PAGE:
UMPQUA — Every year on her birthday Helen Fischer goes to her aerobics class, gets on her back, does a backward roll and touches her toes to the floor, just to prove she can still do it. Last Thursday, she performed the flexibility maneuver at her regular YMCA aerobics class, on her 99th birthday, at the Umpqua Community Center in Umpqua.

Fischer has been attending aerobics classes twice a week at the former school ever since Rikke Stromberg started it 24 years ago.

“They conned me into coming down to do it and I didn’t really want to,” Fischer said. “I had my dad and my husband to take care of, but I said I’ll go until you get it started. But apparently, they haven’t got it started yet, because I’m still going.”

She likes the people in the class and likes the socializing, and at 99, she still drives herself to the class.

“Yes, they haven’t taken my driver’s license away from me yet, but I am very careful. I did get a ticket once,” she admitted, “for going too fast in a little town down in California. Nobody was on the road, I was only a few miles over the limit. I think somebody needed to fill their quota.”

Fischer has missed very few classes in those 24 years — she missed one when she was out of town for a few days — and she rarely gets sick. And, she’s proud to say, she still has all of her original parts. So, to what does she attribute that good health?

“Staying away from doctors and taking no medicine, and also we had good pure water and ate from our own garden,” she said. “And Rikke keeps me moving.”

Stromburg, who started the YMCA aerobics class at the old Umpqua School building in 1995, says Fischer is an inspiration to all the women who attend the class.

Fischer’s “younger” classmate, 86-year-old Jayne Freadman, who has been coming to the class since the second meeting in 1995 says Fischer sets a high standard for everybody.

“I can’t give up because she’s doing it, she’s one tough little old gal,” Freadman said. “You gotta keep moving or you won’t be moving.”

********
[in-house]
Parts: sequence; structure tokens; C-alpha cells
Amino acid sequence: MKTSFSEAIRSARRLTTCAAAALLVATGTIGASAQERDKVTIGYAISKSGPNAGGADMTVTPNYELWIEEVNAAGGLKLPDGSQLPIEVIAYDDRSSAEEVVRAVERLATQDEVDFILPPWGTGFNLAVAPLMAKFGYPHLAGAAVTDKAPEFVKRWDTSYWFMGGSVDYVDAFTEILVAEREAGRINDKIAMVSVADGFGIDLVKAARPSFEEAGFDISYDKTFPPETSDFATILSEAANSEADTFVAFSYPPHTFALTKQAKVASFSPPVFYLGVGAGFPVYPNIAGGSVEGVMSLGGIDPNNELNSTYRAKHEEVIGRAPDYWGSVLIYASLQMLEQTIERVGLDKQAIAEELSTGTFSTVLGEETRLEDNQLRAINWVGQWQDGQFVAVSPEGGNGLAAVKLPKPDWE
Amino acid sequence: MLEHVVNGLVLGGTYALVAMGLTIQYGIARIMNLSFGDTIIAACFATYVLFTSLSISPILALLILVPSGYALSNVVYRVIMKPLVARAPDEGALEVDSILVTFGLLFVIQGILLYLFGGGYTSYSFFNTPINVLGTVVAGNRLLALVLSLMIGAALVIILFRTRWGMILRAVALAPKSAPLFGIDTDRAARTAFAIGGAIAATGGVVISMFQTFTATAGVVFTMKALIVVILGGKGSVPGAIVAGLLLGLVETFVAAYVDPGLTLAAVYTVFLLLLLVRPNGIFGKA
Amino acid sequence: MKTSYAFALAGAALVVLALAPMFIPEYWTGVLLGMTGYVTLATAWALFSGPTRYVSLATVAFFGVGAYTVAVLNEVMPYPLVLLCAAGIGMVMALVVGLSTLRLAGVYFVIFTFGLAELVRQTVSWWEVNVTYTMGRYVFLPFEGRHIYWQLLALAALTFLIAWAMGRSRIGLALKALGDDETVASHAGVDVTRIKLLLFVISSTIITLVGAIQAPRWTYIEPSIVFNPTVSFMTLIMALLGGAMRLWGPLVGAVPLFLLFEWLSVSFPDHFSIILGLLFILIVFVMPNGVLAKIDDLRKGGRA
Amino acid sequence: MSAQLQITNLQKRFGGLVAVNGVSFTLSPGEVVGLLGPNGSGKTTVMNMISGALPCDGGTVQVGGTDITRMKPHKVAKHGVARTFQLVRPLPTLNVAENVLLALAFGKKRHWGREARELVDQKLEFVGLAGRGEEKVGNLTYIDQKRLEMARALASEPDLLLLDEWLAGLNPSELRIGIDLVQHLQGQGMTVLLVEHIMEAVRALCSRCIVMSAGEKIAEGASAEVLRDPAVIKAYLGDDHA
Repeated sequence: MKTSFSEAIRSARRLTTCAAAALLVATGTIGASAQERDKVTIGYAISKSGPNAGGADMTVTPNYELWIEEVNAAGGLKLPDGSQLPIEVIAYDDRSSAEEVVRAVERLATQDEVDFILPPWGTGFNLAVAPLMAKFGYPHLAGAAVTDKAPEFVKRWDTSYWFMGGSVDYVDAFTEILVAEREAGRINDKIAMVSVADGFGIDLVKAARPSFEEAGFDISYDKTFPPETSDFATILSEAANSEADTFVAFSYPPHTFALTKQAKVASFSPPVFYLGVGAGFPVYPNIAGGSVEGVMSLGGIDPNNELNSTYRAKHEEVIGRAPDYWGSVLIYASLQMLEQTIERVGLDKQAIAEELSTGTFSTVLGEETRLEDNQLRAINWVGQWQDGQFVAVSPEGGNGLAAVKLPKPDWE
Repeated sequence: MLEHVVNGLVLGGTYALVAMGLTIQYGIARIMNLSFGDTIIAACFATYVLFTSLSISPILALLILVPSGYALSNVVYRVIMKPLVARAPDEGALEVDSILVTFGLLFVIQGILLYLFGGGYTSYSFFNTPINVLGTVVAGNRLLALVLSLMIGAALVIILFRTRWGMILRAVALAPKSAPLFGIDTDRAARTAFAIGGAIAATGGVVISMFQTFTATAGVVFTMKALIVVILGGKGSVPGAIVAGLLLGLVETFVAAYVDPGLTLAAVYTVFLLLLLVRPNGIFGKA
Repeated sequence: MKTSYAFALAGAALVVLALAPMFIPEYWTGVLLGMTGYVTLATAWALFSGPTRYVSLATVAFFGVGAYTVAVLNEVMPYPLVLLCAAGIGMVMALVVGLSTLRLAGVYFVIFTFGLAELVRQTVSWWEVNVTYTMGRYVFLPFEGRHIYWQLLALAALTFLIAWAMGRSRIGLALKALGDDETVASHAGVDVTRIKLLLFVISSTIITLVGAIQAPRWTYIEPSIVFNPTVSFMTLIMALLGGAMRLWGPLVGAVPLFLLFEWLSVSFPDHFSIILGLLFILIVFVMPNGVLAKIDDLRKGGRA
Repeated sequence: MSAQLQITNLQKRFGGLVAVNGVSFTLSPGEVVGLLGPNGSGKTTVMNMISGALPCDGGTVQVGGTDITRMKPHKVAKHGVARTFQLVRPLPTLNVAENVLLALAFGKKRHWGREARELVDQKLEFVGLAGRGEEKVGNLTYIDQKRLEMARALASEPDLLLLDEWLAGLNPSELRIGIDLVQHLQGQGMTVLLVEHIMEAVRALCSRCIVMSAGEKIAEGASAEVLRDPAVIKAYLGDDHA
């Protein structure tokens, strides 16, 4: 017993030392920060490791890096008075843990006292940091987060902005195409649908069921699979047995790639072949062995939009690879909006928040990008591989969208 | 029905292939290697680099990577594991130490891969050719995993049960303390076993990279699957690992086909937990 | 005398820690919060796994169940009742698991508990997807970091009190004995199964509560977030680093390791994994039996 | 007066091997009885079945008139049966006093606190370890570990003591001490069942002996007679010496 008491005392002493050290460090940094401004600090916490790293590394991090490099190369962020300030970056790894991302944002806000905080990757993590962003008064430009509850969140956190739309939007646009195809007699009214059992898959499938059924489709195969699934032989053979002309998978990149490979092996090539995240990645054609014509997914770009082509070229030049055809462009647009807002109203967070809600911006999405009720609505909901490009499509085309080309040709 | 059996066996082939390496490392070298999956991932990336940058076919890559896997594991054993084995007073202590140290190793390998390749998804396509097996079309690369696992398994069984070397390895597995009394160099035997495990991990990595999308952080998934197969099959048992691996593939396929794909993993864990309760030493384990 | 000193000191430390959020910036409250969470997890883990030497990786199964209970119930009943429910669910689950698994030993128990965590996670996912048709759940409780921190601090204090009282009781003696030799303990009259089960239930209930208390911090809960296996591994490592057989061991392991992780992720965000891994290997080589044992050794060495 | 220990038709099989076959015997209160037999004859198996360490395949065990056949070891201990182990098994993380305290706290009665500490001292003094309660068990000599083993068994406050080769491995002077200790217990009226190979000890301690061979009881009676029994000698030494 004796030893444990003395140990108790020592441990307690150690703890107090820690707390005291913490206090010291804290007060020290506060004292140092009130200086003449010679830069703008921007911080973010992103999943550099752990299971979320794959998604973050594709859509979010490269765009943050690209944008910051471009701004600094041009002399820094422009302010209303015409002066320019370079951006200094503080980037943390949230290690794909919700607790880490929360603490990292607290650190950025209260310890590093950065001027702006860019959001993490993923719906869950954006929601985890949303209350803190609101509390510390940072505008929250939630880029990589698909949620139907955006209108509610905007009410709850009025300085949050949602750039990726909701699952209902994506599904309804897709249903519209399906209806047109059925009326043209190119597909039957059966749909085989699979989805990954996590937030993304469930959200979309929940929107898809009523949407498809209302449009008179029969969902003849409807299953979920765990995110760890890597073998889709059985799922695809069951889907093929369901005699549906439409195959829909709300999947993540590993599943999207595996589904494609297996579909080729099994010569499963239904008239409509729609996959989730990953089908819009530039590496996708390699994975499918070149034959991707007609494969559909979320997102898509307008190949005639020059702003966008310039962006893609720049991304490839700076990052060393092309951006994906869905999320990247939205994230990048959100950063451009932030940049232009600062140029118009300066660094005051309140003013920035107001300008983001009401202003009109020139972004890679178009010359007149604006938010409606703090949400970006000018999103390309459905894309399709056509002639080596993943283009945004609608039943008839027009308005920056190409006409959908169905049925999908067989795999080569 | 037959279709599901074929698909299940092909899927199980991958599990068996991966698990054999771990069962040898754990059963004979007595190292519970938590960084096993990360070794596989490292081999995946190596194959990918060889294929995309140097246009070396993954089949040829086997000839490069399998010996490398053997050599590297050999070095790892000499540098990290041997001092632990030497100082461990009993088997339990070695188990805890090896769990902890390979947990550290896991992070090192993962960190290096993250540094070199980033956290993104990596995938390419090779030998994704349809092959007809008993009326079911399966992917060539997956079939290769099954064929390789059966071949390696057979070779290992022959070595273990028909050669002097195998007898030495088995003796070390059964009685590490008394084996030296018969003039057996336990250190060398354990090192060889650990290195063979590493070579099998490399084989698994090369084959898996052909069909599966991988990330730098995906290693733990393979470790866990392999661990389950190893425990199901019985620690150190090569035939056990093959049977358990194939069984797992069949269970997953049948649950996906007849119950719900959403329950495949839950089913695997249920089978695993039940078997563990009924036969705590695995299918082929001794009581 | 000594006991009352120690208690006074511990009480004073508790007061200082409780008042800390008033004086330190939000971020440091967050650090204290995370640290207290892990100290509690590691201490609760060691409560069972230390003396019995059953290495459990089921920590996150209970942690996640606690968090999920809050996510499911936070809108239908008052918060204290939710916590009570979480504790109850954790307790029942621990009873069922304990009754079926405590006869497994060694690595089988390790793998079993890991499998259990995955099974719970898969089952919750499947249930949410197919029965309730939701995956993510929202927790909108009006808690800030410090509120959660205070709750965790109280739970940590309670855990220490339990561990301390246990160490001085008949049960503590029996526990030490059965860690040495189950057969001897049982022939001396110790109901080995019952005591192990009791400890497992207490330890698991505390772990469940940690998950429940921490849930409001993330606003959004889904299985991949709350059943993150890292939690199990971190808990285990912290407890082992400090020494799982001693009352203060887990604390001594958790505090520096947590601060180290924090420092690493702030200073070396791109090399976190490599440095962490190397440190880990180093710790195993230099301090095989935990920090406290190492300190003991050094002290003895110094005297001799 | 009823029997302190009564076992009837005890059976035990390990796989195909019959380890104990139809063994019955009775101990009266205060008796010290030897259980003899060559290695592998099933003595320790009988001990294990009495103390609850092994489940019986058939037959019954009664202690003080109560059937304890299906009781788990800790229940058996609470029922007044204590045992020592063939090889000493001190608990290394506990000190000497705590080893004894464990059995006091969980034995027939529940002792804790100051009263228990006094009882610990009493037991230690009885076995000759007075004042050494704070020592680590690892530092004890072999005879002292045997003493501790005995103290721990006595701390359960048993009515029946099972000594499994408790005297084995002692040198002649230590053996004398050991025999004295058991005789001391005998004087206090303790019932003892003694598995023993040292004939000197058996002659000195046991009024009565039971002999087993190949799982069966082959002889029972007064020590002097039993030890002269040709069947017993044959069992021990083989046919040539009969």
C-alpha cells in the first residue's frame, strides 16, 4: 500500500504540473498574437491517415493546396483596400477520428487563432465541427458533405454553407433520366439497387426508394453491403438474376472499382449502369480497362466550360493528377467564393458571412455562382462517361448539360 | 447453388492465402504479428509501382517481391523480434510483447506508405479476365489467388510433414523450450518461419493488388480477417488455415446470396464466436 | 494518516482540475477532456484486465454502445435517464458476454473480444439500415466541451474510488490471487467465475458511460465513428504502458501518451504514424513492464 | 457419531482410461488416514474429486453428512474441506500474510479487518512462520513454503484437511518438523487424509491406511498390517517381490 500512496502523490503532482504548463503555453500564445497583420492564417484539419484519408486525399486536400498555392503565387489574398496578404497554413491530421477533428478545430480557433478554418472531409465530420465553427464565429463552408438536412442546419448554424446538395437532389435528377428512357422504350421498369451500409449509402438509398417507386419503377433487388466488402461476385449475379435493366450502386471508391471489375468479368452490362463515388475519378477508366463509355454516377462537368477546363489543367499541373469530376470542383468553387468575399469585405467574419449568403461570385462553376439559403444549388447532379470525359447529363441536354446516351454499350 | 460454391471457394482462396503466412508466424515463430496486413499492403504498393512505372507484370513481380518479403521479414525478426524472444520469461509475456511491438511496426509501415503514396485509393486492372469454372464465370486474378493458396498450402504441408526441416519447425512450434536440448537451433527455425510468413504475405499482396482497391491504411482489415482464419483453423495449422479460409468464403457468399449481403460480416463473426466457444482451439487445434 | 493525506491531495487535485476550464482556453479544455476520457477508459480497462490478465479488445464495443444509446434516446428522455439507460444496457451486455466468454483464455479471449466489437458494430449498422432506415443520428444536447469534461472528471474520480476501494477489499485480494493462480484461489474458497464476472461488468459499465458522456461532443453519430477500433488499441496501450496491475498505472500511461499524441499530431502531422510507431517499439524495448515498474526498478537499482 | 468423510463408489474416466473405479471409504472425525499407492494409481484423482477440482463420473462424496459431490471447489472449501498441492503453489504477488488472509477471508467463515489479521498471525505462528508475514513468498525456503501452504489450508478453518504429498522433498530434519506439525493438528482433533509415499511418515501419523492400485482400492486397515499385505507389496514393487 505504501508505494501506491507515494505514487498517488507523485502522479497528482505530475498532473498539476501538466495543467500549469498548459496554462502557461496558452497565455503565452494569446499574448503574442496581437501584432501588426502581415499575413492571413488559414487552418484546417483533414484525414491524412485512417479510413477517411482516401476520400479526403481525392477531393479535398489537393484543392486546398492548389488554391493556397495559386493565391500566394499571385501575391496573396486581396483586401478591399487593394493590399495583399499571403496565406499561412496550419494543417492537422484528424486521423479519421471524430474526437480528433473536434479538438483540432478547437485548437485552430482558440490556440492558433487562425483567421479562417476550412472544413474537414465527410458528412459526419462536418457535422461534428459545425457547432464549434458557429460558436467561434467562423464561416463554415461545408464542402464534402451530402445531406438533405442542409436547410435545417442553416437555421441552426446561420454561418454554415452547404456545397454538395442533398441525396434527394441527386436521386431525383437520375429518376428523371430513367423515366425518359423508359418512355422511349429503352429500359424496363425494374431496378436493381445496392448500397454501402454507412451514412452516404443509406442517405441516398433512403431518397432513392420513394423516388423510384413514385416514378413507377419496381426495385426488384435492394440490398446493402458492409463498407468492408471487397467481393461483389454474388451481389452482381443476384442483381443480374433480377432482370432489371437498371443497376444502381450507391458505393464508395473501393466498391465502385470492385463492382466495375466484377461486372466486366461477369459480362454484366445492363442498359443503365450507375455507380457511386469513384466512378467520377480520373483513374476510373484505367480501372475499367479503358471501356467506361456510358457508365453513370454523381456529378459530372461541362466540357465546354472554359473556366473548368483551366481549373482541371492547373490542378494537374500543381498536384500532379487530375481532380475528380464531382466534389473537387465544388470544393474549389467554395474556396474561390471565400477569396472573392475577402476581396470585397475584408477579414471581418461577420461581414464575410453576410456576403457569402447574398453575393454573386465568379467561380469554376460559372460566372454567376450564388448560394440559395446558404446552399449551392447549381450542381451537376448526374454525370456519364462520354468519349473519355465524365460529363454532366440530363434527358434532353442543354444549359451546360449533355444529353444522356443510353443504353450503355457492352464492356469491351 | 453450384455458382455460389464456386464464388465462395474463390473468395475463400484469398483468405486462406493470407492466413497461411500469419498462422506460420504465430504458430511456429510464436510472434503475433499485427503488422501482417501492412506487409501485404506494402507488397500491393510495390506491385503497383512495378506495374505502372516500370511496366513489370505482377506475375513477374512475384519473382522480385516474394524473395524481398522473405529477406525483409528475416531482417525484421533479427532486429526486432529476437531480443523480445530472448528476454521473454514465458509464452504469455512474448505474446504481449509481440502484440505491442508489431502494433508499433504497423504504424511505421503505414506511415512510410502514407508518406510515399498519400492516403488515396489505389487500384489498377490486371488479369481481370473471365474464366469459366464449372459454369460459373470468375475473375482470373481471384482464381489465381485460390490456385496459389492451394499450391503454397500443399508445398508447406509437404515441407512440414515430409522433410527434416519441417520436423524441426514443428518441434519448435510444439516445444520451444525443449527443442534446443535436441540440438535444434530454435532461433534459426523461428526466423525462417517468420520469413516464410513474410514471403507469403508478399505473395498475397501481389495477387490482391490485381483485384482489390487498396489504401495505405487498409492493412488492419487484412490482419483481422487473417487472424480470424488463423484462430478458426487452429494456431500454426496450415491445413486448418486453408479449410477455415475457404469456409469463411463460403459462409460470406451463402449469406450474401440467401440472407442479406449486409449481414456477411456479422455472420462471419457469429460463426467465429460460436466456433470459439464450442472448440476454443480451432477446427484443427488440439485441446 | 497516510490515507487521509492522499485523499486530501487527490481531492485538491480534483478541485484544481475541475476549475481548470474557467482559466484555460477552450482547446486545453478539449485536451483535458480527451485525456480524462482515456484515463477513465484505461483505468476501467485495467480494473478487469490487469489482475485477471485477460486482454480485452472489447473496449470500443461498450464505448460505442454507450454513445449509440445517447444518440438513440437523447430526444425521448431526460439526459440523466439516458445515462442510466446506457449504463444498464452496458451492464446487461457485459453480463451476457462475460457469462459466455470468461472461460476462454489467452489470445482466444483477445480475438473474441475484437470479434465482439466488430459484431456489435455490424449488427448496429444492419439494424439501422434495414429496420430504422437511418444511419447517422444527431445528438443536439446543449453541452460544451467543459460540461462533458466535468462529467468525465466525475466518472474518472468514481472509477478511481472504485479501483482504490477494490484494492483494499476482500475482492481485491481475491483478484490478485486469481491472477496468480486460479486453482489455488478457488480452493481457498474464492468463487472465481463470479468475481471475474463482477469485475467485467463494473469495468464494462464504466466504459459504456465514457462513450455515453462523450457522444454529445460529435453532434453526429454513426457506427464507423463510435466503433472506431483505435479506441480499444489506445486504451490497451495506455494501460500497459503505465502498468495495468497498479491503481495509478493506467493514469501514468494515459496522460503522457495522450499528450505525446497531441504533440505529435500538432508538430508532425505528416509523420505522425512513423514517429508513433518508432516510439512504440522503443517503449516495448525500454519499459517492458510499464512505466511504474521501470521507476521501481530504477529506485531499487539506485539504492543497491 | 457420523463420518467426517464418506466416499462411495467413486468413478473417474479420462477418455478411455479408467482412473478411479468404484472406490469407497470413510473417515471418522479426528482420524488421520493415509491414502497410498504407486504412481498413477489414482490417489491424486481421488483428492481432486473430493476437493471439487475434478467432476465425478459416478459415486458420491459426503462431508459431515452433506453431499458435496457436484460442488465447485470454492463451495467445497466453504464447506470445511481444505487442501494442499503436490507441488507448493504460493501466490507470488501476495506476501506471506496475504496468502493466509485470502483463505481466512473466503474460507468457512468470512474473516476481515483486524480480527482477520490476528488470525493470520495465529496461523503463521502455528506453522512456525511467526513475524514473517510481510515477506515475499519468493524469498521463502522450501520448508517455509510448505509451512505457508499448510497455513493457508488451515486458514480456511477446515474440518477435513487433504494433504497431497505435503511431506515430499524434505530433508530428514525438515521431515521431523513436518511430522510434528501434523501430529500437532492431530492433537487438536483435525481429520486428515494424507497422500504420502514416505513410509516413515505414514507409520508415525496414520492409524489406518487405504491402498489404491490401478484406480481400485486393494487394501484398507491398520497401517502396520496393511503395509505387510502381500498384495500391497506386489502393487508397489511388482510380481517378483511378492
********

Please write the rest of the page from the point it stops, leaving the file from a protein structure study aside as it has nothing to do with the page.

Another classmate Kathy Warner credits the class and Fischer for her quick return to the class just three days after major surgery.

“If it wasn’t for this class, I don’t think I would be doing so well,” Warner said. “She is my inspiration.”

“She’s amazing,” Stromburg said. “She’s always upbeat and so friendly and never sick and she always has garden produce for us every year. She’s got her mind set that she might be 99 today, but she’s not old, and stays physically active.”

Fischer is a native Oregonian, born in Albany on Oct. 17, 1920, at her parents’ friend’s house, and lived in the family homestead near Yachats on the Oregon coast. The family moved around during the depression while her dad looked for work. She attended school in Cottage Grove and Tangent before they moved back to the homestead at Yachats. Her last two years of high school were spent at Sutherlin High.

Fischer was mostly a housewife but worked outside the home when she moved to California. She worked in a grape yard and did some cooking and when she’d raised enough money to go to Alaska, she moved there and went to work in a fish cannery until World War II started. Fischer spent four years in Alaska and that’s where she met and married her husband, when she was working at the Yakitat Army base in southeastern Alaska.

Fischer has seen some big changes in life since she was a child.

“Electronics, I guess is the biggest difference, and the grocery stores because we just didn’t have all that stuff then,” she said. “We grew as a garden and a certain amount of stuff that we saved all winter, and if we didn’t have it, you did without.”

Fischer had two boys — one is on the east coach and the other in Seattle — and even with the prolific use of cell phones, it’s hard to stay in touch.

“They (cell phones) don’t work where I am, so I don’t even have one,” Fischer said.

She has seen 18 presidents in her 99 years.

“Hoover was not one of my favorite ones,” she said of the president who took office at the onset of the Great Depression in 1931.

Fischer said her goal when she was growing up was to be able to have what she needed and not have to worry about that.

“I just wanted to not have to do without everything, I wanted to be able to have things that I wanted,” she said.

Fischer has done just about everything she ever wanted to do. She has traveled to Hawaii, the Philippines and Australia. And if she had it to do over again, there’s not much she would change.

“I think most everything worked out pretty well, I can’t think that it’s been all that bad,” she said. “I could’ve used a little more brains, but they didn’t pass those out.”

Fischer figures on having a celebration next year for the 100th birthday but she’s not sure what she will do.

“I gotta figure something out, that’s coming up in only a year,” she said.

Meanwhile she keeps busy with her garden, crocheting, meeting with friends and, of course, aerobics.

Reporter Dan Bain can be reached at 541-957-4221 or e-mail at

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Dan Bain is the health reporter for The News-Review. He previously worked at KPIC and 541 Radio.

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